- Summer Guide
- College Guide
- Author Interviews
- Celebrity interviews
- College Articles
- College Essays
- Educator of the Year
- Personal Experience
- Travel & Culture
- Current Events / Politics
- Drugs / Alcohol / Smoking
- Entertainment / Celebrities
- Love / Relationships
- Movies / Music / TV
- Pop Culture / Trends
- School / College
- Social Issues / Civics
- Spirituality / Religion
- Sports / Hobbies
- Community Service
- Letters to the Editor
- Pride & Prejudice
- What Matters
The Village of Hope (part one)
High up on a cold, snowy mountain there lay a gloomy little village. A stone temple stood in the very center of the village. Inside the temple a young lady sat watching the sun sink down into the West. As it grew darker outside, an all too familiar sense of dread swept over her heart. Her eyes travelled slowly to the gruesome statue sitting at the far end of the temple. The awful thing began to shudder and creak. Rising crustily, it made its way toward the girl with a long whip in its hand.
For thirteen long years, Kamali endured nightly beatings from this demon-god. She was given as an offering to the temple when she was very little, to suffer every night for something she did not do. Since then her life had been filled with nothing but pain and horror. She was utterly alone in her suffering, she had no friends or family, no one to comfort her. In fact, almost all of the villagers shunned and despised her. All except one, and his act of kindness changed her life forever.
It was a dark and cloudy morning. Kamali lay sleeping on the stone floor recovering from last night's beating. Her breath came in shallow gasps and she shook from the cold. A soft knock awakened her; she got up stiffly and walked to the heavy bolted door, curious. Someone unlocked it from the outside and it swung open. An old man stood before her holding a cloak and a sack of food. He held a finger to his lips and wrapped the cloak around her.
"It is time for you to leave," he whispered. He was a village elder who had pitied Kamali for many years. He hurried her out of the door into the frigid mountain air. It was early and the village was still asleep. Haste and caution were essential, for if anyone saw what they were doing, they would both be killed immediately. He led her swiftly down the mountain path; it was all she could do to keep up with her elderly guide. Kamali was breathing so hard she could hardly speak, though she had many questions burning inside her heart.
They arrived at the bottom of the mountain late in the night and walked to a place where a stream gushed out of the rocks. Lying on the bank was a small boat.
"Quickly," he said, "take the boat downstream and escape." The man handed her the bag of supplies and helped her into the boat. Kamali was bewildered. None of the villagers had ever shown kindness to her. Compassion was foreign to her.
"Why?" she asked, tears starting in her eyes. "Why are you helping me? They are going to kill you!" Her voice was full of grief: she didn't want her savior to die.
"Don't worry about me," he said as he pushed the little boat into water. "Goodbye!"
"Thank you, sir!" was all Kamali could say before the swift current carried her away.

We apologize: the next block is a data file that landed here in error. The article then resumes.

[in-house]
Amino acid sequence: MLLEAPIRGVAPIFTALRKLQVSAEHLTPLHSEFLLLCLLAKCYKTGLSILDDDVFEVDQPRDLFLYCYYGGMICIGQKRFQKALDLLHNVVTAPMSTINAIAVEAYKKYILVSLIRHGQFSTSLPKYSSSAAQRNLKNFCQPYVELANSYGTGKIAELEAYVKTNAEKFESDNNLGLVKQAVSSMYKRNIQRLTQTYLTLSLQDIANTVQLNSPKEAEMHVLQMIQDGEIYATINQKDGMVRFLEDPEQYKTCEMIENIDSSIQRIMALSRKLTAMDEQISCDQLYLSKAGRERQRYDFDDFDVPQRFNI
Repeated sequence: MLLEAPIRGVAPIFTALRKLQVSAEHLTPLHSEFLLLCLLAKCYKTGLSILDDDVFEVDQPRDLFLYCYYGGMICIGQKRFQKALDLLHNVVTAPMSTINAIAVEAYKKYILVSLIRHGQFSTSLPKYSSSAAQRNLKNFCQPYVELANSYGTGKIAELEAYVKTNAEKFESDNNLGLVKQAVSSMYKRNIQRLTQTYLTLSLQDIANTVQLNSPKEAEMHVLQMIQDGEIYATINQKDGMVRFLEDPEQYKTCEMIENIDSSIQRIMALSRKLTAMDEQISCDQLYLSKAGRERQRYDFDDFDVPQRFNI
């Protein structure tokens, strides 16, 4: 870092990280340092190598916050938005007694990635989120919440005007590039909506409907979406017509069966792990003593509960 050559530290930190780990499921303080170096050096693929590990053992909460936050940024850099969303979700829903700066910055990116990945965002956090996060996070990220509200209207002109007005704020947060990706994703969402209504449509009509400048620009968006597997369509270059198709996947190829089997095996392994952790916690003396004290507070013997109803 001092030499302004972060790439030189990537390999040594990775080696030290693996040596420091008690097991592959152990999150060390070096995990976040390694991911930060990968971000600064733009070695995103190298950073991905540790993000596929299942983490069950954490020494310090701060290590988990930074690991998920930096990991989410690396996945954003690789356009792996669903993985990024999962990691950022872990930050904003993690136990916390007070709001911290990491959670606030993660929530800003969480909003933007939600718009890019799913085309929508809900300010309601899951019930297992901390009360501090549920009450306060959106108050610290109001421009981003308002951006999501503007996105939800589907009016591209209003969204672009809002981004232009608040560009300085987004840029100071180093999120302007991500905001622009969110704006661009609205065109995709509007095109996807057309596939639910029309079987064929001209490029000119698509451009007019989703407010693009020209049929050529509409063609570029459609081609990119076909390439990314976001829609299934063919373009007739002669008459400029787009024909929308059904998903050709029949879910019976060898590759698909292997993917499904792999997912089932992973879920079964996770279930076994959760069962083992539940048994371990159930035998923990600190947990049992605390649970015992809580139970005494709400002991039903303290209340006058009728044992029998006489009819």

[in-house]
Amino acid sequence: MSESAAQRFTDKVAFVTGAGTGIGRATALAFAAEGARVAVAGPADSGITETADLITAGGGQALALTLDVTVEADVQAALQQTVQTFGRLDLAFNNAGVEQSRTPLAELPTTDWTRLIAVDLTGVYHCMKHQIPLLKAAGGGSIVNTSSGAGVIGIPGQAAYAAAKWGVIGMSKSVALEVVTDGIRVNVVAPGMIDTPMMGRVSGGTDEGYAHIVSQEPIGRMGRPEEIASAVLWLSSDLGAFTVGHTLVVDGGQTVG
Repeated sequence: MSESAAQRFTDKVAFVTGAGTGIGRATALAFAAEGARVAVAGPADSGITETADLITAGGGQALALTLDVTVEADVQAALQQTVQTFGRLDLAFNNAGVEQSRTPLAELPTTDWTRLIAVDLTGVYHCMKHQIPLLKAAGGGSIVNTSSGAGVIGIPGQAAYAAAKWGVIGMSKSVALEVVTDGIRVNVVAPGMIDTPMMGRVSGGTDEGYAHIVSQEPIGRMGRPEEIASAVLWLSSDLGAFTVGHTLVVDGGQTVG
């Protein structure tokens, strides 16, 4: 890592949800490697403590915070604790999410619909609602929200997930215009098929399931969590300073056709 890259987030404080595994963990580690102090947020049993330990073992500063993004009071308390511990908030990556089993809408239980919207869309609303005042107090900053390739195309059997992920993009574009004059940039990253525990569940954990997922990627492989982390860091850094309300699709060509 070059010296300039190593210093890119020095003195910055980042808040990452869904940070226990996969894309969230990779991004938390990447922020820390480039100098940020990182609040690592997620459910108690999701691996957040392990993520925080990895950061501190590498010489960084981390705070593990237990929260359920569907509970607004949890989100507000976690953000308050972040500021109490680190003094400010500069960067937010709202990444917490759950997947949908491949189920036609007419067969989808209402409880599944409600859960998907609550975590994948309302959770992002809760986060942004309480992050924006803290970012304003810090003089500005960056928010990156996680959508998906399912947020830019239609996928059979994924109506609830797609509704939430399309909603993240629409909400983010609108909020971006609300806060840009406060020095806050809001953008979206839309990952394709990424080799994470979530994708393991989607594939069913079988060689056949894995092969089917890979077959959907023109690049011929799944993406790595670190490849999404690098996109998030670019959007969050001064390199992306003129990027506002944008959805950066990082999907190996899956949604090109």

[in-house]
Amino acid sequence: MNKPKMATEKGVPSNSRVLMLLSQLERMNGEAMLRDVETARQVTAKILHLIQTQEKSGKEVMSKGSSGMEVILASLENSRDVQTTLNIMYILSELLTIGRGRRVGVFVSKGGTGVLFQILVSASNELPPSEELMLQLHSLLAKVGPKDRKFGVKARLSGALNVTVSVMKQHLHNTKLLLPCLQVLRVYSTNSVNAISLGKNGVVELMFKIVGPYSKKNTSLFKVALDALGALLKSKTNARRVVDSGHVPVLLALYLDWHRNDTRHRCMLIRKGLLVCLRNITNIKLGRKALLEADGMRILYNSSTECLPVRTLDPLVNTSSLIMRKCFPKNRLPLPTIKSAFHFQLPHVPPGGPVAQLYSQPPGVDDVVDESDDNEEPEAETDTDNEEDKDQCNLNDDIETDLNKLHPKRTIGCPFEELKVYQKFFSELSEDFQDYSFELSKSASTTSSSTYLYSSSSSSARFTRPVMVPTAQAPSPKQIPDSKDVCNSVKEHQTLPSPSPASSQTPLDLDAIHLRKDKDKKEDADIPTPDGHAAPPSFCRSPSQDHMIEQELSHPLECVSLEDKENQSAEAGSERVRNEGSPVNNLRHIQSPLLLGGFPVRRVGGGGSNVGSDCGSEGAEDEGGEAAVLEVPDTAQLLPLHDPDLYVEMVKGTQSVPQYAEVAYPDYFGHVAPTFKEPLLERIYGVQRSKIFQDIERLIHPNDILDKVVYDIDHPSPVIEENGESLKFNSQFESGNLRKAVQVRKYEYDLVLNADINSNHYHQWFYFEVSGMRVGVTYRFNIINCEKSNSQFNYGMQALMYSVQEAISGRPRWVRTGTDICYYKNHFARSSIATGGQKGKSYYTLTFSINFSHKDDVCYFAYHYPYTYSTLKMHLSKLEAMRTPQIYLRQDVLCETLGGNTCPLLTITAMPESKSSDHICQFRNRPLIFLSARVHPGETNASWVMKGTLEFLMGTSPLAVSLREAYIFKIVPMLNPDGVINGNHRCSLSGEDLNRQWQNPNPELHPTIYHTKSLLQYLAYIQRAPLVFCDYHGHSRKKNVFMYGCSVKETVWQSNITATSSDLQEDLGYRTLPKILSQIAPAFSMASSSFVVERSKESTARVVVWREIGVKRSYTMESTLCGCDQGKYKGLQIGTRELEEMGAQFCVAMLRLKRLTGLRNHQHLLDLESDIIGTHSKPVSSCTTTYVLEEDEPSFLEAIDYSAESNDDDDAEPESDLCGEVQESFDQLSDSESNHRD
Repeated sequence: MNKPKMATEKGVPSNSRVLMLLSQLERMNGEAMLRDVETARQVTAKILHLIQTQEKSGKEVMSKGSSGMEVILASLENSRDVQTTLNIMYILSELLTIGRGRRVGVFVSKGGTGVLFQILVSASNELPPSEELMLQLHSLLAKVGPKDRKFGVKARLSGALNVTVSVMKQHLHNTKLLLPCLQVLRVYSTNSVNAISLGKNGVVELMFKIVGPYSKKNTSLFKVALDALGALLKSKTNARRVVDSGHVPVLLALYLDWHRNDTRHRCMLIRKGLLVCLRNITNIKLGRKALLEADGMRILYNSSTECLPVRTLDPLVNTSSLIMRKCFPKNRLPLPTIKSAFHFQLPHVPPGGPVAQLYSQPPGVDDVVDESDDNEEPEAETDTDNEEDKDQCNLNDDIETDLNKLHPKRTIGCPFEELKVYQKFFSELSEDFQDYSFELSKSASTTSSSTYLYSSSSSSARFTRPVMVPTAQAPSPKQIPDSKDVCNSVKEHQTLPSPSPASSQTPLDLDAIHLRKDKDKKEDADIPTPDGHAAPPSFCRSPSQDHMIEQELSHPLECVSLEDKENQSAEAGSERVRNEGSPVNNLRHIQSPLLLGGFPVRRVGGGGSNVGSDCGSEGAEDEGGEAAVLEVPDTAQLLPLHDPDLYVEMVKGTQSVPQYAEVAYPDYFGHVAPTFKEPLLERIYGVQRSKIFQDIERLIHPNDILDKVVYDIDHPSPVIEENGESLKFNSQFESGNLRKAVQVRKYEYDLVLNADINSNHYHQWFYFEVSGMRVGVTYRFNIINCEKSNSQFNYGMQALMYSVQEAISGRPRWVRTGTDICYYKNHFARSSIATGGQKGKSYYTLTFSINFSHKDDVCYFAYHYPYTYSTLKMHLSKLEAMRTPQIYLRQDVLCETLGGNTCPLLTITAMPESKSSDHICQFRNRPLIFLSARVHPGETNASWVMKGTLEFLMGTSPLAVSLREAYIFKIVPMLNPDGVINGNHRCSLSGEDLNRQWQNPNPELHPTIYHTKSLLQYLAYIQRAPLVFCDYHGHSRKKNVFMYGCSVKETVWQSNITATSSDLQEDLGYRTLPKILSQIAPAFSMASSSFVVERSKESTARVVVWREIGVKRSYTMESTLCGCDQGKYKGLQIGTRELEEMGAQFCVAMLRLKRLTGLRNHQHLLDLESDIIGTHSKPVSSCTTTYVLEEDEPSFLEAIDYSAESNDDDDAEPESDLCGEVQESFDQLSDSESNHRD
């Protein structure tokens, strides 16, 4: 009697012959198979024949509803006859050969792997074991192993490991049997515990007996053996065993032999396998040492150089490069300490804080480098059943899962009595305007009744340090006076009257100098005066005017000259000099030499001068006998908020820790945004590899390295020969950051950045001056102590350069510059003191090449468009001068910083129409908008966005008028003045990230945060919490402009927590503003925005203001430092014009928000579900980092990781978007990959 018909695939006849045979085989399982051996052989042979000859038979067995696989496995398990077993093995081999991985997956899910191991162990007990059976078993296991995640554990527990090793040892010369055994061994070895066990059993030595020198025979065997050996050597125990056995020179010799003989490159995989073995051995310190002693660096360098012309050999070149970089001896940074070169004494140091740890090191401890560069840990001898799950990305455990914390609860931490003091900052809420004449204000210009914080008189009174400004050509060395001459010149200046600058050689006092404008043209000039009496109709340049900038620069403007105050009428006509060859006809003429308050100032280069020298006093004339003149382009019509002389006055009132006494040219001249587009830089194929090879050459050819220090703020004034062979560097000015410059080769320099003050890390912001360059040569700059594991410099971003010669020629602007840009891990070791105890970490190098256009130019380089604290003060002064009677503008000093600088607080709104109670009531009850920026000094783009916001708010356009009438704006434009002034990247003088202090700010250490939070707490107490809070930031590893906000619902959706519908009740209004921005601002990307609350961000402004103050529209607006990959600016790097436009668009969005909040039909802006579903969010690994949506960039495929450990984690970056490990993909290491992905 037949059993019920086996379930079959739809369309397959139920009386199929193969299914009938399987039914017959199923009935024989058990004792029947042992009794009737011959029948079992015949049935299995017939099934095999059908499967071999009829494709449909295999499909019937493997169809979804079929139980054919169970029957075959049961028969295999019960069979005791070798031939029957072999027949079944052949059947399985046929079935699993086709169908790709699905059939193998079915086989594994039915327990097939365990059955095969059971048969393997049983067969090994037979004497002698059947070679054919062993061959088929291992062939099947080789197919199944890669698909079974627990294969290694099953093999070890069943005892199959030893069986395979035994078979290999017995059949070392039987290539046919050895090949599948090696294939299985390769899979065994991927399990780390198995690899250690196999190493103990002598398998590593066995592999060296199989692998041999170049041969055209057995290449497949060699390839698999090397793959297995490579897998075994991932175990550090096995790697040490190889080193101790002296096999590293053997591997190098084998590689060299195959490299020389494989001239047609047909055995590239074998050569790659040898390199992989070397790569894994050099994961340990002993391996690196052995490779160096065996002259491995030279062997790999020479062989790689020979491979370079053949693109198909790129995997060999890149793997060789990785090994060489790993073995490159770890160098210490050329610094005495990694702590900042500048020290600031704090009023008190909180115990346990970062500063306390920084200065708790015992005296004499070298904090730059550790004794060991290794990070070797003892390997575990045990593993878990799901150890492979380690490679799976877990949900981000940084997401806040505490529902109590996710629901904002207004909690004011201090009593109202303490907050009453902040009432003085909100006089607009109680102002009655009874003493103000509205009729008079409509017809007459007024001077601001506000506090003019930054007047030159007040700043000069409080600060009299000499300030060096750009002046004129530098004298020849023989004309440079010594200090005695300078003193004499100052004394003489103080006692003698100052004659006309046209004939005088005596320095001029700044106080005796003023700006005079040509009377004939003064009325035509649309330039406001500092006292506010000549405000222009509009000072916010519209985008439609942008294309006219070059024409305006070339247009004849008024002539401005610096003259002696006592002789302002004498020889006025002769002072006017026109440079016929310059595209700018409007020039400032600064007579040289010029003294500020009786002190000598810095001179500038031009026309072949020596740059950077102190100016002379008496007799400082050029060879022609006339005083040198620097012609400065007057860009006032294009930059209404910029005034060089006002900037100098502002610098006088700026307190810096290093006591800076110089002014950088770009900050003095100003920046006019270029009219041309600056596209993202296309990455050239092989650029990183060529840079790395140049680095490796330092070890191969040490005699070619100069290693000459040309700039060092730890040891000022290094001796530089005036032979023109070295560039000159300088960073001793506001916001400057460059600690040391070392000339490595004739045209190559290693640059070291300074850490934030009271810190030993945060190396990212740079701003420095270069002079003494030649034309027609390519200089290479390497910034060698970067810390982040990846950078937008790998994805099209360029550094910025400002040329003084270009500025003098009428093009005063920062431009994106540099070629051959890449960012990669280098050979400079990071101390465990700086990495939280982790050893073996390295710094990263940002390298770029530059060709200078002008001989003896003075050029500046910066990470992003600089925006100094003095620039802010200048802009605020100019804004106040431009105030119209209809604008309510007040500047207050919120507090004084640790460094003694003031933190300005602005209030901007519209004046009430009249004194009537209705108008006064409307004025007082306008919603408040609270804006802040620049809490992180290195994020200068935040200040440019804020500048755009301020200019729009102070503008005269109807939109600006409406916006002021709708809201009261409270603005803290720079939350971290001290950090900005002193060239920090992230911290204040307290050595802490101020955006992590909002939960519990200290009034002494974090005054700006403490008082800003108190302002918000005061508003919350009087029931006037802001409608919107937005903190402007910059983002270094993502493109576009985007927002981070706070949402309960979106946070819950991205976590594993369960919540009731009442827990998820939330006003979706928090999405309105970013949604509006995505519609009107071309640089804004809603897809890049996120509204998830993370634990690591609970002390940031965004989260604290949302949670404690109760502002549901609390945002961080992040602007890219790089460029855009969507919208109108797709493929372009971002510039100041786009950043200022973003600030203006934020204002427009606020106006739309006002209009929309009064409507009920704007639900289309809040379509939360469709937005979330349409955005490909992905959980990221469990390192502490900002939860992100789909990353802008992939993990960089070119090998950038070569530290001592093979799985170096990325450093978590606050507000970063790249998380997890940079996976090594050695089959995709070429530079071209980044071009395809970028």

* * *
Ramiel Hartwell was sitting on the veranda outside of his bedroom. The veranda overlooked a beautiful lake, the sun was rising and steam hovered over the glossy water. Ramiel had arisen early and sat with his big white dog at his feet, listening to the surrounding village come to life. A light breeze ruffled his hair and played with the fringes of his faded red nightshirt.
He had first come to this village when he was just a young boy, exhausted from hunger and blood-loss, clutching a bedraggled white puppy. His own village had been sacked by a group of bandits who murdered his friends and family, and burnt the whole place to the ground. Ramiel was the only one who escaped. He wandered alone for days, eyes hollow with shock and unspeakable grief. Eventually he found the village and experienced healing and friendship.
Ramiel was pondering these memories when his dog got up suddenly and sniffed the air. He whined softly and pointed his nose toward the lake. Curious, Ramiel looked out over the water and, as the mist cleared a little, he noticed that a small boat had washed up on the shore.
"How strange," he muttered under his breath. "Come, Wolf. There may be something of value inside."
They walked across the stony beach toward the little boat, the dim morning light revealed nothing until they were quite close. When they peered inside, Ramiel found something that made his heart stop. It was a girl, she lay in the bottom of the boat, unconscious and as pale as death. Stunned, he took in her unusual appearance for a moment. Long dark hair, slight frame and unfamiliar mountain clothing. But above all, he saw her scars. From head to toe she was covered in them, and Ramiel's heart was filled with sorrow as he imagined what might have caused them. With utmost care he lifted her out of the boat; her emaciated form was feather-light in his arms. Slowly she opened her brilliant blue eyes. Startled, she stared at him; her eyes were filled with fear.
"Don't be afraid," Ramiel said reassuringly. "You'll be safe here, I promise."
Weakly, Kamali nodded, seeming to believe Ramiel's impulsive claim. Then, exhausted, she shut her eyes and fell limp once again.